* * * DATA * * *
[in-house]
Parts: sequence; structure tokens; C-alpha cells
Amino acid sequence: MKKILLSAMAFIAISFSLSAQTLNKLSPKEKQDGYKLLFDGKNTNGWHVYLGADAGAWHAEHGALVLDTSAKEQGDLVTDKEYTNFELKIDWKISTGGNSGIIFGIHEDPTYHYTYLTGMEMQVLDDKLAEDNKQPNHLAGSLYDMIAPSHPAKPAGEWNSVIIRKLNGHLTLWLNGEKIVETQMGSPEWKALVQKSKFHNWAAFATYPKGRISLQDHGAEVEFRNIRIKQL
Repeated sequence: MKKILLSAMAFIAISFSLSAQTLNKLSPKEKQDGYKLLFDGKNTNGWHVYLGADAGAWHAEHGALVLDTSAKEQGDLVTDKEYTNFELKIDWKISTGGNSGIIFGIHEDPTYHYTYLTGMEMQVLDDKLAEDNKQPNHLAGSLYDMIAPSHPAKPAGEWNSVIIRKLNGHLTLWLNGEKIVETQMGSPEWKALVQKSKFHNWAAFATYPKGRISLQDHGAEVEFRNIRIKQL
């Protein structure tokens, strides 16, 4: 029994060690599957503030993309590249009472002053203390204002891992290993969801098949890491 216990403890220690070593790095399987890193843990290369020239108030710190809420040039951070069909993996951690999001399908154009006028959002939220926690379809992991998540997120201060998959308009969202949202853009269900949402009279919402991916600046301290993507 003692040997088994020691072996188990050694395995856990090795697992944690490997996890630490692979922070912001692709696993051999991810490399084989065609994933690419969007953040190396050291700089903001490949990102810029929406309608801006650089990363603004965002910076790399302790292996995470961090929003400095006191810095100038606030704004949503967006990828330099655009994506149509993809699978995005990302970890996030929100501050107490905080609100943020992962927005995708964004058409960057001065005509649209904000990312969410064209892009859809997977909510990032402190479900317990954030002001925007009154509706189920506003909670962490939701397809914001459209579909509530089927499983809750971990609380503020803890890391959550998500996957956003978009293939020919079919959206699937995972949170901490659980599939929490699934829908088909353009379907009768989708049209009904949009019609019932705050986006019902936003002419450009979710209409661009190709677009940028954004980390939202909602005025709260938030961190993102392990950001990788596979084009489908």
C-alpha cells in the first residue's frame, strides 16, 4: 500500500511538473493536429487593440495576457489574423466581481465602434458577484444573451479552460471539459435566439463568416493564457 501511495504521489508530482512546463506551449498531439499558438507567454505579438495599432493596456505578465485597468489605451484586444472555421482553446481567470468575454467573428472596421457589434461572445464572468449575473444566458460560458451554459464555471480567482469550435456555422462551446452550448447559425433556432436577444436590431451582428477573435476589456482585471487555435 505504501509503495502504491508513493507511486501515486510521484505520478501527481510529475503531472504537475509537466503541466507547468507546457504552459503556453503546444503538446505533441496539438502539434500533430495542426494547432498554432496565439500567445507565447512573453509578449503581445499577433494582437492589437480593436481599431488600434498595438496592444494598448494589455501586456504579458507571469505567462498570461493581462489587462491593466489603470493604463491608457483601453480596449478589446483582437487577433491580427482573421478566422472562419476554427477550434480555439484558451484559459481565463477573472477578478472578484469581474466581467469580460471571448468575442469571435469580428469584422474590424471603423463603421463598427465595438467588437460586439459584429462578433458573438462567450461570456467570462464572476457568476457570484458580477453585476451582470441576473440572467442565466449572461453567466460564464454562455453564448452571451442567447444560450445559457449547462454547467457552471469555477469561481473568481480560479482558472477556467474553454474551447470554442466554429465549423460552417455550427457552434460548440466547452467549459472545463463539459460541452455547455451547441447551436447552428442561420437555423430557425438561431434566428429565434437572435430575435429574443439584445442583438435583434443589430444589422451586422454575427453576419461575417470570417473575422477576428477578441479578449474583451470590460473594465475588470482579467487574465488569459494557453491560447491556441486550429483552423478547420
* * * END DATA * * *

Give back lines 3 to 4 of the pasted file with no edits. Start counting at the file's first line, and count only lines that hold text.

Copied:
Amino acid sequence: MKKILLSAMAFIAISFSLSAQTLNKLSPKEKQDGYKLLFDGKNTNGWHVYLGADAGAWHAEHGALVLDTSAKEQGDLVTDKEYTNFELKIDWKISTGGNSGIIFGIHEDPTYHYTYLTGMEMQVLDDKLAEDNKQPNHLAGSLYDMIAPSHPAKPAGEWNSVIIRKLNGHLTLWLNGEKIVETQMGSPEWKALVQKSKFHNWAAFATYPKGRISLQDHGAEVEFRNIRIKQL
Repeated sequence: MKKILLSAMAFIAISFSLSAQTLNKLSPKEKQDGYKLLFDGKNTNGWHVYLGADAGAWHAEHGALVLDTSAKEQGDLVTDKEYTNFELKIDWKISTGGNSGIIFGIHEDPTYHYTYLTGMEMQVLDDKLAEDNKQPNHLAGSLYDMIAPSHPAKPAGEWNSVIIRKLNGHLTLWLNGEKIVETQMGSPEWKALVQKSKFHNWAAFATYPKGRISLQDHGAEVEFRNIRIKQL